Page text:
Emerald Ash Borer Confirmed in Palo Alto County

Ash tree-killing insect now confirmed in all of Iowa’s counties except Emmet County

April 1, 2024, 10:00 am |

Contact: Don McDowell, Iowa Department of Agriculture and Land Stewardship, 515-326-1616, don.mcdowell@iowaagriculture.gov

Emerald Ash Borer Side View by moneycue_canada/stock.adobe.com.DES MOINES, Iowa – The United States Department of Agriculture (USDA) Animal and Plant Health Inspection Service has confirmed the presence of the emerald ash borer in Palo Alto County for the first time. Insect samples were collected in March from an ash tree in Basswood Recreation Area outside of Emmetsburg. Department staff noticed woodpecker damage in an ash tree, which is a symptom of an EAB infestation. The sample was then submitted to USDA for analysis and test results confirmed the presence of EAB.  

EAB is a non-native, wood-boring insect threatening all species of ash trees. The adult EAB beetle is approximately one-half inch long and metallic green. The larval stage of this insect tunnels through the wood just beneath the bark of ash trees, cutting off the tree’s ability to transport water and nutrients. The cumulative damage typically kills a tree within two to four years after becoming infested. Indicators of an infestation may include canopy thinning, leafy sprouts shooting from the trunk or main branches, serpentine (“S”-shaped) galleries under the bark, bark splitting, woodpecker damage and 1/8-inch D-shaped exit holes.

EAB was unknown to North America until its discovery in southeast Michigan in 2002. The invasive, ash tree-killing insect from Asia has now been found in 36 states. In 2010, EAB was first discovered in Iowa in Allamakee County. Emmet County is now the only remaining county in Iowa without a detection.  

Landowners with ash trees on their property should begin to consider a course of action for at risk trees, which are generally those within a 15-mile radius of a known infestation. Landowners and managers can wait and see what happens, remove declining ash trees and replace them with other species, or use preventive insecticide treatments to preserve and protect valuable and healthy ash trees. The best time to treat for EAB is in the spring, from mid-April to mid-May. Insecticides are most effective when the ash tree is actively growing, and uptake is at its peak. Tree service companies can apply insecticide trunk injections through the summer if soil moisture is available.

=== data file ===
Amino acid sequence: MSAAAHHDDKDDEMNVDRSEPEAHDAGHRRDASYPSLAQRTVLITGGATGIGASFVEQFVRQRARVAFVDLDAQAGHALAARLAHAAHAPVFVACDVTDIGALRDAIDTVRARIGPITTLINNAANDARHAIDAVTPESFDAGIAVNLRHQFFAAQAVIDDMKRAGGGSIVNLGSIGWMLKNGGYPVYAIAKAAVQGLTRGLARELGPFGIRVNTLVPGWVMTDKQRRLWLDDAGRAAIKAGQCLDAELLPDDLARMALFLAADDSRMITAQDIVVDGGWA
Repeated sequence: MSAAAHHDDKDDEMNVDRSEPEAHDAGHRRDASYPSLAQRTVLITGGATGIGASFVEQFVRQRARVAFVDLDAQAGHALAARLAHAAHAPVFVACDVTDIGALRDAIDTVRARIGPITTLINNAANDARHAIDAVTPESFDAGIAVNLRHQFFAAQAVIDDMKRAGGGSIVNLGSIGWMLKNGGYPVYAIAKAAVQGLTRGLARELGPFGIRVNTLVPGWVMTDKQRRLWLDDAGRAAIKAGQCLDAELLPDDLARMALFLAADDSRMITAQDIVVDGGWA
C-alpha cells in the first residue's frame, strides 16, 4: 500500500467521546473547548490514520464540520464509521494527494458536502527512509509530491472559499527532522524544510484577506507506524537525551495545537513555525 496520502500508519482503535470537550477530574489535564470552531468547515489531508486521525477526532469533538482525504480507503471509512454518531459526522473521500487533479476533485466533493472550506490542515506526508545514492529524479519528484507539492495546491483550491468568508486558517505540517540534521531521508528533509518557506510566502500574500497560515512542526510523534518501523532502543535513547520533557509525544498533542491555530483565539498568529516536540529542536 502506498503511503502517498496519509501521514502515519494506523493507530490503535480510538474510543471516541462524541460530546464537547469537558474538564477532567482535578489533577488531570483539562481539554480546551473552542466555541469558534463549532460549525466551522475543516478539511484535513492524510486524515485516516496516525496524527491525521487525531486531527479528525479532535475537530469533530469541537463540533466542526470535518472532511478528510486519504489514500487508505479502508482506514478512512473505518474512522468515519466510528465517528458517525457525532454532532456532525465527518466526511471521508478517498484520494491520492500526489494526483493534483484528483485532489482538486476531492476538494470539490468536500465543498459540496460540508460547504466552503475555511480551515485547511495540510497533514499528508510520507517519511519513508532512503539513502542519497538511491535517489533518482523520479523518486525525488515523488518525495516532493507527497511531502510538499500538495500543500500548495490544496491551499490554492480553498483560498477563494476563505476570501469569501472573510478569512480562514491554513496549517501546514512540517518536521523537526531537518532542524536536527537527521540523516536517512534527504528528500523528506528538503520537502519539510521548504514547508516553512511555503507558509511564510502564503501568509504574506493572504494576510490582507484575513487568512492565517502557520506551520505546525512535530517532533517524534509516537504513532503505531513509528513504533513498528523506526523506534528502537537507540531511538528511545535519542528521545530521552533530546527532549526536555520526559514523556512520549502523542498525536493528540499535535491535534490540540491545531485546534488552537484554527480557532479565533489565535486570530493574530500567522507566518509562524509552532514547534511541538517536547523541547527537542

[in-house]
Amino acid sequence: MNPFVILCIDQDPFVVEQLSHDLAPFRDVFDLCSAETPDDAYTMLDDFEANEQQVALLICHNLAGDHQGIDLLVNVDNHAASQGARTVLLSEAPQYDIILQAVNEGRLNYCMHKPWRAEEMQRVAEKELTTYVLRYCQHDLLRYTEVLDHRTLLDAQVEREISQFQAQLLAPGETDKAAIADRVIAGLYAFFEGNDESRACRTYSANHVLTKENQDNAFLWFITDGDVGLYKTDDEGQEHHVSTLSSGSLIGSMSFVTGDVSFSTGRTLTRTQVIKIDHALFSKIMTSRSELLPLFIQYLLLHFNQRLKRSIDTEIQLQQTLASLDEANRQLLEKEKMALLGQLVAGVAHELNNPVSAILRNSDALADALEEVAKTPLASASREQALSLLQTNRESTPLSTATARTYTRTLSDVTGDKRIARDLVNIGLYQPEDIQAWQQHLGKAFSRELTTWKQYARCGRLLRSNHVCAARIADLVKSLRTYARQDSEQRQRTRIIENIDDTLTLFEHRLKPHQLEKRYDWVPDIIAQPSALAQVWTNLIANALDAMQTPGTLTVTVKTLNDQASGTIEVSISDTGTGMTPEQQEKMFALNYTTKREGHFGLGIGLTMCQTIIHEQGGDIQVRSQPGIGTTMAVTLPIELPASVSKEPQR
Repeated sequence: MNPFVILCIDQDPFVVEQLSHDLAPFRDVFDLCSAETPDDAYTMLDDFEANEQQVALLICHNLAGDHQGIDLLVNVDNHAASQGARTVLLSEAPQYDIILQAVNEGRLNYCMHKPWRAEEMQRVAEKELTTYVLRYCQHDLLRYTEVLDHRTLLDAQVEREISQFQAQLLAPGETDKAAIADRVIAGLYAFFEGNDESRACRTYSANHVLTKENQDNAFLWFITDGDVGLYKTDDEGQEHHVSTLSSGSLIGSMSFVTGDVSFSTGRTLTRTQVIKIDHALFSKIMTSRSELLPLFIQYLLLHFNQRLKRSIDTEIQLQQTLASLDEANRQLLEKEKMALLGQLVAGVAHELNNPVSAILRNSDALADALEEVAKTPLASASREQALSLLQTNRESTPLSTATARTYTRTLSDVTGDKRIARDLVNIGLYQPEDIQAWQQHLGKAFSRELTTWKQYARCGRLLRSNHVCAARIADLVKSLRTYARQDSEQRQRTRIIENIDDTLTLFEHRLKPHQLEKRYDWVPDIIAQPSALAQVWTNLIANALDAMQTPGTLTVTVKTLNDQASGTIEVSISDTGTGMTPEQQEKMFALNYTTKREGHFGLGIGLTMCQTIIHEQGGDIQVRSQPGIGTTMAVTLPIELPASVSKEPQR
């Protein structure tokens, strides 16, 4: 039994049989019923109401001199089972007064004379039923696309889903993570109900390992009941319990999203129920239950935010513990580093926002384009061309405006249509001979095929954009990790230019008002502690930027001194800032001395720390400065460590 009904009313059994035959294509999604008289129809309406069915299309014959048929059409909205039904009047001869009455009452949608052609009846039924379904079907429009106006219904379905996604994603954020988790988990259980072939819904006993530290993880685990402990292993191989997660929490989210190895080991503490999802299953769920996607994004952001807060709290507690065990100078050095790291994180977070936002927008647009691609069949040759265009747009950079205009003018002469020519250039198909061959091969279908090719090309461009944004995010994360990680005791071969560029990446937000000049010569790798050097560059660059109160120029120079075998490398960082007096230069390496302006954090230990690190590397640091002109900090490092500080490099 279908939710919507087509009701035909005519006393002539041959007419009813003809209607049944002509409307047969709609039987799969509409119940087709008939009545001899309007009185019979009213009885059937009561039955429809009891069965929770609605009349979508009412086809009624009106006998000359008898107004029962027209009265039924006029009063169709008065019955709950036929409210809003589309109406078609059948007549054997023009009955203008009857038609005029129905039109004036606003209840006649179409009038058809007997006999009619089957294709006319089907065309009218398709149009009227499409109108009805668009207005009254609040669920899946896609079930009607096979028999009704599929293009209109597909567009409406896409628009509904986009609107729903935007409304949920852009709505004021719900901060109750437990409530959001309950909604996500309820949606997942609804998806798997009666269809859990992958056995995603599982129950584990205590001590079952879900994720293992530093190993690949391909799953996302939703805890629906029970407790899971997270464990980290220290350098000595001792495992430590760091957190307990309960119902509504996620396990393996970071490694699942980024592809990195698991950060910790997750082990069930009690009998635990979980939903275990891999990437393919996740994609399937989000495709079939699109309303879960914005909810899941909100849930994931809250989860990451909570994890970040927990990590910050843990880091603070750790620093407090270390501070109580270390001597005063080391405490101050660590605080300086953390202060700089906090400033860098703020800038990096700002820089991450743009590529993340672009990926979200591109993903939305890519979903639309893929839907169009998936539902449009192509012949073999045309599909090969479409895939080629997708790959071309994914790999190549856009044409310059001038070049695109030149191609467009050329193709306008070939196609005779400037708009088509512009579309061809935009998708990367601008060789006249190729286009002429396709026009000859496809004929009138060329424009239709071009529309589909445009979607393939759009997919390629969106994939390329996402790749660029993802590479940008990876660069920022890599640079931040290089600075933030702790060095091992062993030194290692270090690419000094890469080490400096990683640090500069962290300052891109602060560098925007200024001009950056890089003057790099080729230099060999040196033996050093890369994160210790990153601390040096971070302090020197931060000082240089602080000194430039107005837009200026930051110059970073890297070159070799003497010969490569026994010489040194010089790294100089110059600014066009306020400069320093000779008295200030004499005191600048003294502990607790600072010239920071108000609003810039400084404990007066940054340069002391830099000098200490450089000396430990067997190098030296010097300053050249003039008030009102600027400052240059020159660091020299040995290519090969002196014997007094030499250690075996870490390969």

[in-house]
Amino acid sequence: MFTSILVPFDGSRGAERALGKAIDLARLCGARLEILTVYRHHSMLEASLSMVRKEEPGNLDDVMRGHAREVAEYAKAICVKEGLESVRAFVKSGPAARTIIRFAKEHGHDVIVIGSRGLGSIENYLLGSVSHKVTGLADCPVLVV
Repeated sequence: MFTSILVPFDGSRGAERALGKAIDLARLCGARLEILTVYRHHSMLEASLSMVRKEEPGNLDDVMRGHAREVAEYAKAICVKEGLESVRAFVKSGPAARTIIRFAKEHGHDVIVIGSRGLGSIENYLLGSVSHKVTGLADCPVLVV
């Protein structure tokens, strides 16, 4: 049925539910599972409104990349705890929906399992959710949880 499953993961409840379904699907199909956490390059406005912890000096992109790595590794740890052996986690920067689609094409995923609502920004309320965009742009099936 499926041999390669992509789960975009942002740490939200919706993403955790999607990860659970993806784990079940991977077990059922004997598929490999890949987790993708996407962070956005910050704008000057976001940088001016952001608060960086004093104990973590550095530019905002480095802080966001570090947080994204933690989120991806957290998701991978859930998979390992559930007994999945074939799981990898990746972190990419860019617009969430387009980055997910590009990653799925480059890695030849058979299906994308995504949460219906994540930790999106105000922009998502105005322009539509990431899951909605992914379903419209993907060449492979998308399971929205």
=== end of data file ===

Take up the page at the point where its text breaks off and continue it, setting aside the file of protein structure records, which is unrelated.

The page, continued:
Iowa State University Extension and Outreach has produced a publication about EAB treatments. For more information, download Emerald Ash Borer Management Options.

While EAB travels only short distances on its own, people aid in its long-distance movement. Since this insect can unknowingly hitchhike in firewood, people are reminded to use locally sourced firewood where it will be burned to keep it from being transported to new areas.

The State of Iowa continues to track the spread of EAB on a county-by-county basis. Before a county can be declared positive, a life stage of the insect must be collected and confirmed. Anyone who suspects an infested ash tree in Emmet County is encouraged to contact one of the following:

  • Iowa Department of Agriculture and Land Stewardship, State Entomologist Office, 515-725-1470.
  • Iowa State University Extension and Outreach, Entomology, 515-294-1101.
  • Iowa Department of Natural Resources, 515-725-8200.

More information about EAB, including detection maps, is available at iowatreepests.com.

Photo credit: moneycue_canada/stock.adobe.com

Shareable map: Emerald Ash Borer Treatment Consideration Areas in Iowa